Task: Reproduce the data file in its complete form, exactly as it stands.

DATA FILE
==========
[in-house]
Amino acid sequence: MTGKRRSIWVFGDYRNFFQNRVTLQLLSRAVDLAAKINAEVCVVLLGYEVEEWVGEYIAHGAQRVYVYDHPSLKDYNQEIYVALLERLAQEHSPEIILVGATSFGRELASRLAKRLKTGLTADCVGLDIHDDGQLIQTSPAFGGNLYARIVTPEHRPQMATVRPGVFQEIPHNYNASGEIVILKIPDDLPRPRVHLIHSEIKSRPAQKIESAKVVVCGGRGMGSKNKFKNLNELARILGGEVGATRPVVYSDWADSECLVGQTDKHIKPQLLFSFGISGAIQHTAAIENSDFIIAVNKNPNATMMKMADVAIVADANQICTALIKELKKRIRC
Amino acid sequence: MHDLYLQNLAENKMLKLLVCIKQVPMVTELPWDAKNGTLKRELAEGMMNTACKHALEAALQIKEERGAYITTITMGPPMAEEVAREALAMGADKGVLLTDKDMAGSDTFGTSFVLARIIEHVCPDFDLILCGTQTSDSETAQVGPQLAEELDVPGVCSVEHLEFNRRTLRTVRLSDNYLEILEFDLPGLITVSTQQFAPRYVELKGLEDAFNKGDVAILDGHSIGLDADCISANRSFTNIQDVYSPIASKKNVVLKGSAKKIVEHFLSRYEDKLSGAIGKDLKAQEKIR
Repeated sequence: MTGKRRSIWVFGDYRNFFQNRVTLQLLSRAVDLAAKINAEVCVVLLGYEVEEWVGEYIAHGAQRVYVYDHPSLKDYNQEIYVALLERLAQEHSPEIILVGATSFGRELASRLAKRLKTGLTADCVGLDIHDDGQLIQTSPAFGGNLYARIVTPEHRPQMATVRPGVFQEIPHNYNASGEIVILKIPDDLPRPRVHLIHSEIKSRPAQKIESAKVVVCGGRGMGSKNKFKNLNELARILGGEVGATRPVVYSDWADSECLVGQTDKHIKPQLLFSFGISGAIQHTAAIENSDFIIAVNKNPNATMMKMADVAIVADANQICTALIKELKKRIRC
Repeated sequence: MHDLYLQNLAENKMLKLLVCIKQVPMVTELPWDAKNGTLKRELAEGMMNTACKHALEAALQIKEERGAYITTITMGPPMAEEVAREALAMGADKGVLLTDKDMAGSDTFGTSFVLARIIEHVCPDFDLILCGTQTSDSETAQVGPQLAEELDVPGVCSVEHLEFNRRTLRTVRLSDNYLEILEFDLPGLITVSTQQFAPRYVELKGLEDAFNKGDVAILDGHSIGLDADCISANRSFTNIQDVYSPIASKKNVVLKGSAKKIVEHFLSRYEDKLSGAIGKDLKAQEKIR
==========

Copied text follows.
[in-house]
Amino acid sequence: MTGKRRSIWVFGDYRNFFQNRVTLQLLSRAVDLAAKINAEVCVVLLGYEVEEWVGEYIAHGAQRVYVYDHPSLKDYNQEIYVALLERLAQEHSPEIILVGATSFGRELASRLAKRLKTGLTADCVGLDIHDDGQLIQTSPAFGGNLYARIVTPEHRPQMATVRPGVFQEIPHNYNASGEIVILKIPDDLPRPRVHLIHSEIKSRPAQKIESAKVVVCGGRGMGSKNKFKNLNELARILGGEVGATRPVVYSDWADSECLVGQTDKHIKPQLLFSFGISGAIQHTAAIENSDFIIAVNKNPNATMMKMADVAIVADANQICTALIKELKKRIRC
Amino acid sequence: MHDLYLQNLAENKMLKLLVCIKQVPMVTELPWDAKNGTLKRELAEGMMNTACKHALEAALQIKEERGAYITTITMGPPMAEEVAREALAMGADKGVLLTDKDMAGSDTFGTSFVLARIIEHVCPDFDLILCGTQTSDSETAQVGPQLAEELDVPGVCSVEHLEFNRRTLRTVRLSDNYLEILEFDLPGLITVSTQQFAPRYVELKGLEDAFNKGDVAILDGHSIGLDADCISANRSFTNIQDVYSPIASKKNVVLKGSAKKIVEHFLSRYEDKLSGAIGKDLKAQEKIR
Repeated sequence: MTGKRRSIWVFGDYRNFFQNRVTLQLLSRAVDLAAKINAEVCVVLLGYEVEEWVGEYIAHGAQRVYVYDHPSLKDYNQEIYVALLERLAQEHSPEIILVGATSFGRELASRLAKRLKTGLTADCVGLDIHDDGQLIQTSPAFGGNLYARIVTPEHRPQMATVRPGVFQEIPHNYNASGEIVILKIPDDLPRPRVHLIHSEIKSRPAQKIESAKVVVCGGRGMGSKNKFKNLNELARILGGEVGATRPVVYSDWADSECLVGQTDKHIKPQLLFSFGISGAIQHTAAIENSDFIIAVNKNPNATMMKMADVAIVADANQICTALIKELKKRIRC
Repeated sequence: MHDLYLQNLAENKMLKLLVCIKQVPMVTELPWDAKNGTLKRELAEGMMNTACKHALEAALQIKEERGAYITTITMGPPMAEEVAREALAMGADKGVLLTDKDMAGSDTFGTSFVLARIIEHVCPDFDLILCGTQTSDSETAQVGPQLAEELDVPGVCSVEHLEFNRRTLRTVRLSDNYLEILEFDLPGLITVSTQQFAPRYVELKGLEDAFNKGDVAILDGHSIGLDADCISANRSFTNIQDVYSPIASKKNVVLKGSAKKIVEHFLSRYEDKLSGAIGKDLKAQEKIR